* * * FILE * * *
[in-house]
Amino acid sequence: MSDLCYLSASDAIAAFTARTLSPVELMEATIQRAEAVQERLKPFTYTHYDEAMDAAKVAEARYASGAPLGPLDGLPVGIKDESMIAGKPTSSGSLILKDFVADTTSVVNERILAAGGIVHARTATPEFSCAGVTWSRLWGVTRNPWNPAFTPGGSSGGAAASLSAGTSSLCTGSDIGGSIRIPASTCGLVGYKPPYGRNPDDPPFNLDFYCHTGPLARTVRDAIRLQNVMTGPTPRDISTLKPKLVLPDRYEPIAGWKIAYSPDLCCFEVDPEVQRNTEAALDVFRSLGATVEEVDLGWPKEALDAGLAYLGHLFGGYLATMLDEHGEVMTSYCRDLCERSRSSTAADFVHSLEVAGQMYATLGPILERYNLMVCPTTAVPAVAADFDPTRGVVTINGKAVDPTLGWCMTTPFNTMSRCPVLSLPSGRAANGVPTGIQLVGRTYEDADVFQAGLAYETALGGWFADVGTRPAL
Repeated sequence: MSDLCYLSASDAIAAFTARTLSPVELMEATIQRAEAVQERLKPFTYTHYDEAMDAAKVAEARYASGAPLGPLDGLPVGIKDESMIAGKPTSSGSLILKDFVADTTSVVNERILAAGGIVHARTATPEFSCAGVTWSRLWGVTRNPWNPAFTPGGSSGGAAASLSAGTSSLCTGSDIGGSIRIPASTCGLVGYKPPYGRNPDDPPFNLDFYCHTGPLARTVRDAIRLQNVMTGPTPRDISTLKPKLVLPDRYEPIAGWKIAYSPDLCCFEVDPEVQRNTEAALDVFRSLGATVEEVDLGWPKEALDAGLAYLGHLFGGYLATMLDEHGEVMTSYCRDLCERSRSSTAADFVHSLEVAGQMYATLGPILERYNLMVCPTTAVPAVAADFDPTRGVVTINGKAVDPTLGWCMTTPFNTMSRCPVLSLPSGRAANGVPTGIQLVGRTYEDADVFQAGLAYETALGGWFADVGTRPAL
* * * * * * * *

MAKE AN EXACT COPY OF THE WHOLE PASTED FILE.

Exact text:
[in-house]
Amino acid sequence: MSDLCYLSASDAIAAFTARTLSPVELMEATIQRAEAVQERLKPFTYTHYDEAMDAAKVAEARYASGAPLGPLDGLPVGIKDESMIAGKPTSSGSLILKDFVADTTSVVNERILAAGGIVHARTATPEFSCAGVTWSRLWGVTRNPWNPAFTPGGSSGGAAASLSAGTSSLCTGSDIGGSIRIPASTCGLVGYKPPYGRNPDDPPFNLDFYCHTGPLARTVRDAIRLQNVMTGPTPRDISTLKPKLVLPDRYEPIAGWKIAYSPDLCCFEVDPEVQRNTEAALDVFRSLGATVEEVDLGWPKEALDAGLAYLGHLFGGYLATMLDEHGEVMTSYCRDLCERSRSSTAADFVHSLEVAGQMYATLGPILERYNLMVCPTTAVPAVAADFDPTRGVVTINGKAVDPTLGWCMTTPFNTMSRCPVLSLPSGRAANGVPTGIQLVGRTYEDADVFQAGLAYETALGGWFADVGTRPAL
Repeated sequence: MSDLCYLSASDAIAAFTARTLSPVELMEATIQRAEAVQERLKPFTYTHYDEAMDAAKVAEARYASGAPLGPLDGLPVGIKDESMIAGKPTSSGSLILKDFVADTTSVVNERILAAGGIVHARTATPEFSCAGVTWSRLWGVTRNPWNPAFTPGGSSGGAAASLSAGTSSLCTGSDIGGSIRIPASTCGLVGYKPPYGRNPDDPPFNLDFYCHTGPLARTVRDAIRLQNVMTGPTPRDISTLKPKLVLPDRYEPIAGWKIAYSPDLCCFEVDPEVQRNTEAALDVFRSLGATVEEVDLGWPKEALDAGLAYLGHLFGGYLATMLDEHGEVMTSYCRDLCERSRSSTAADFVHSLEVAGQMYATLGPILERYNLMVCPTTAVPAVAADFDPTRGVVTINGKAVDPTLGWCMTTPFNTMSRCPVLSLPSGRAANGVPTGIQLVGRTYEDADVFQAGLAYETALGGWFADVGTRPAL